Improving arthritis self-management among older adults: 'just what the doctor didn't order'

Julie H. Barlow, B. Williams, C. Wright

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    42 Citations (Scopus)


    Objective. Community‐based health interventions have been shown to be effective in promoting arthritis self‐management amongst people in North America. The aim of this study was to determine the effectiveness of such programmes among older people in the UK. Design. The study was a multiple baseline, pre‐test–post‐test design of 62 older people (> 55 years of age) attending Arthritis Self‐Management Programmes (ASMP) delivered in community settings. Method. Data were collected by self‐administered questionnaires at two points in time: prior to the intervention and after the intervention, four months from baseline. Results. The sample comprised 94 per cent women, with a mean age of 69 and mean disease duration of 26 years. Most participants had either osteoarthritis or rheumatoid arthritis. Results showed that after four months, participants demonstrated significant increases in arthritis self‐efficacy (p < .0005), positive affect (p = .042), cognitive symptom management (p < .0005), communication with doctors (p =< .0005), exercise (p < .0005) and relaxation (p < .0005). In addition, significant decreases were found in terms of pain (p = .026), depression (p = .042) and visits to GPs (p = .013). Conclusion. This first evaluation of the ASMP delivered in community settings suggests that this form of health intervention is not only acceptable to older people in the UK, but can offer considerable benefits in terms of arthritis self‐efficacy, increased use of self‐management strategies such as exercise, a reduction in pain and improved psychological well‐being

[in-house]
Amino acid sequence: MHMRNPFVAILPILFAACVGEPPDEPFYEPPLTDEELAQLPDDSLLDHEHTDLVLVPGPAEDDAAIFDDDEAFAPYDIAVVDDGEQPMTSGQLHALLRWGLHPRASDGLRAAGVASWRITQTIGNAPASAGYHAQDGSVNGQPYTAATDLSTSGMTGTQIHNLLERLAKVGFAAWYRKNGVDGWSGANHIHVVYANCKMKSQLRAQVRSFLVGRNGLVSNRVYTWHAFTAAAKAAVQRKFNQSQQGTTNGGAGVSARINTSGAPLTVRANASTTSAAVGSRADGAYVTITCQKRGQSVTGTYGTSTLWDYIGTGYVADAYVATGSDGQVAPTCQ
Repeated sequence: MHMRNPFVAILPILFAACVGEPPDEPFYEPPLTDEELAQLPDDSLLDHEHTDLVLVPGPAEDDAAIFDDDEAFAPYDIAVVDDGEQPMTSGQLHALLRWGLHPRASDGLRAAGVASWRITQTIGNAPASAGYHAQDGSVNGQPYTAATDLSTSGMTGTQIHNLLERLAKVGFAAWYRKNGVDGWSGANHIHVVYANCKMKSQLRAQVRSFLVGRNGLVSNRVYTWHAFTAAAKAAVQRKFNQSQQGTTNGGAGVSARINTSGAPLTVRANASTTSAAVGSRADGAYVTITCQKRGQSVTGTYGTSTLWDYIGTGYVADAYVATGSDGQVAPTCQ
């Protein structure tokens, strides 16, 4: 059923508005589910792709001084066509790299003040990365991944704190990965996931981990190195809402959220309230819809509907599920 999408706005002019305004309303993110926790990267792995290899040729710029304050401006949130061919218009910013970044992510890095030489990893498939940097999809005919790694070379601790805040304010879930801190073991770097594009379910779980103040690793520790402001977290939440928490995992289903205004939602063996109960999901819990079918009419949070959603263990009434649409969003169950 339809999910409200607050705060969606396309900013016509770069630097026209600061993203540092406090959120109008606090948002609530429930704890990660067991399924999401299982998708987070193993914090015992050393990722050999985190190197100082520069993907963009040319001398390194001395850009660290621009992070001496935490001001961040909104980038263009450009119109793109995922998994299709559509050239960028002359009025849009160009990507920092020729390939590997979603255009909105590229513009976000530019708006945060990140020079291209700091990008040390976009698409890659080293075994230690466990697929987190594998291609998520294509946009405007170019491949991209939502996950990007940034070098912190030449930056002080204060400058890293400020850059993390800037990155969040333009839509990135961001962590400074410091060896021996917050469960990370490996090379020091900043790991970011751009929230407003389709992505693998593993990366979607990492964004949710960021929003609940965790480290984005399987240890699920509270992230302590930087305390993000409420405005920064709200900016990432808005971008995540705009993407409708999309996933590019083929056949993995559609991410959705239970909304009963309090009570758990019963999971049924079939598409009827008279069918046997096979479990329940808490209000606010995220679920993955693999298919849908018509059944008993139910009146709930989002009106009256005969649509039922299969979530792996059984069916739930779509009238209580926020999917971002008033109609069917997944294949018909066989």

Original languageEnglish
    Pages (from-to)175-186
    JournalBritish Journal of Health Psychology
    Issue number2
    Publication statusPublished - May 1997

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